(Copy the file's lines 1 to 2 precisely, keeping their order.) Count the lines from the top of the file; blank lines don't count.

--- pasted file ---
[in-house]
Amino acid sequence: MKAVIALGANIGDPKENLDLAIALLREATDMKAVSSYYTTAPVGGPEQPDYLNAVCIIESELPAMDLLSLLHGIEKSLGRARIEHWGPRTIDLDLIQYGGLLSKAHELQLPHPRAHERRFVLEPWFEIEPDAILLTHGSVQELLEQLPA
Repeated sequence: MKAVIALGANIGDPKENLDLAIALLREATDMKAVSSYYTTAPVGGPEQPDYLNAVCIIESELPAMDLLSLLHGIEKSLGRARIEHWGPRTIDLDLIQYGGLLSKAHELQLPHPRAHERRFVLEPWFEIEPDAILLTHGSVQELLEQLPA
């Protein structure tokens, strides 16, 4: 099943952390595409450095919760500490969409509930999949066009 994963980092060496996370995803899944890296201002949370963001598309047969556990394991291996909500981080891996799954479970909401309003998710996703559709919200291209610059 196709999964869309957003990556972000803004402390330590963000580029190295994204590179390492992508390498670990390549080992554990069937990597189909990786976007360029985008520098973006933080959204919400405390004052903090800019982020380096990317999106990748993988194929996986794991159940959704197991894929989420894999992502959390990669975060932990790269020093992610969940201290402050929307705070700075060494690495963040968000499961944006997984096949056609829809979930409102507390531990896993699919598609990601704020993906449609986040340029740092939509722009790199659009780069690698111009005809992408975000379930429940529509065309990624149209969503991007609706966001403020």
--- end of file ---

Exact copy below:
[in-house]
Amino acid sequence: MKAVIALGANIGDPKENLDLAIALLREATDMKAVSSYYTTAPVGGPEQPDYLNAVCIIESELPAMDLLSLLHGIEKSLGRARIEHWGPRTIDLDLIQYGGLLSKAHELQLPHPRAHERRFVLEPWFEIEPDAILLTHGSVQELLEQLPA